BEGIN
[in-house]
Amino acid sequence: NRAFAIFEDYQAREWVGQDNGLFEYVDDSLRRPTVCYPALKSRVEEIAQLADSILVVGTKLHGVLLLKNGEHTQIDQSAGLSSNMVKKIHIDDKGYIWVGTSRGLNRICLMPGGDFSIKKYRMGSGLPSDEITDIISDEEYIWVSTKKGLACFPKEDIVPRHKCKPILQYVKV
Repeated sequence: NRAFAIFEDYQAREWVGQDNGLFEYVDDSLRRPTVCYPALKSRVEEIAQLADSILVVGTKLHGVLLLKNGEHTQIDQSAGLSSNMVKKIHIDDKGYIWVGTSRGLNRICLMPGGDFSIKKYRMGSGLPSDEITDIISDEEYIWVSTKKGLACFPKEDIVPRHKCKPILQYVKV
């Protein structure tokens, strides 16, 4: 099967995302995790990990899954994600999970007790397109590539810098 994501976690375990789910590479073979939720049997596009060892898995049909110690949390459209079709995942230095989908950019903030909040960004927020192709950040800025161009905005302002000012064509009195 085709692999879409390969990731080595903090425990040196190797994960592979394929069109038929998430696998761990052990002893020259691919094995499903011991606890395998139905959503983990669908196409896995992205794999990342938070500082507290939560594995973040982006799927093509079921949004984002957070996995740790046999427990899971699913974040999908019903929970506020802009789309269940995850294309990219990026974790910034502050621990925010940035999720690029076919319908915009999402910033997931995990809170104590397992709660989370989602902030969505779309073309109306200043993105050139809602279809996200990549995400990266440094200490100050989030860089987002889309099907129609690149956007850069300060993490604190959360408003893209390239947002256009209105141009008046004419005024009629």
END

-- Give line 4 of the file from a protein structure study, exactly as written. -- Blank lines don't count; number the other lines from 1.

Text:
């Protein structure tokens, strides 16, 4: 099967995302995790990990899954994600999970007790397109590539810098 994501976690375990789910590479073979939720049997596009060892898995049909110690949390459209079709995942230095989908950019903030909040960004927020192709950040800025161009905005302002000012064509009195 085709692999879409390969990731080595903090425990040196190797994960592979394929069109038929998430696998761990052990002893020259691919094995499903011991606890395998139905959503983990669908196409896995992205794999990342938070500082507290939560594995973040982006799927093509079921949004984002957070996995740790046999427990899971699913974040999908019903929970506020802009789309269940995850294309990219990026974790910034502050621990925010940035999720690029076919319908915009999402910033997931995990809170104590397992709660989370989602902030969505779309073309109306200043993105050139809602279809996200990549995400990266440094200490100050989030860089987002889309099907129609690149956007850069300060993490604190959360408003893209390239947002256009209105141009008046004419005024009629």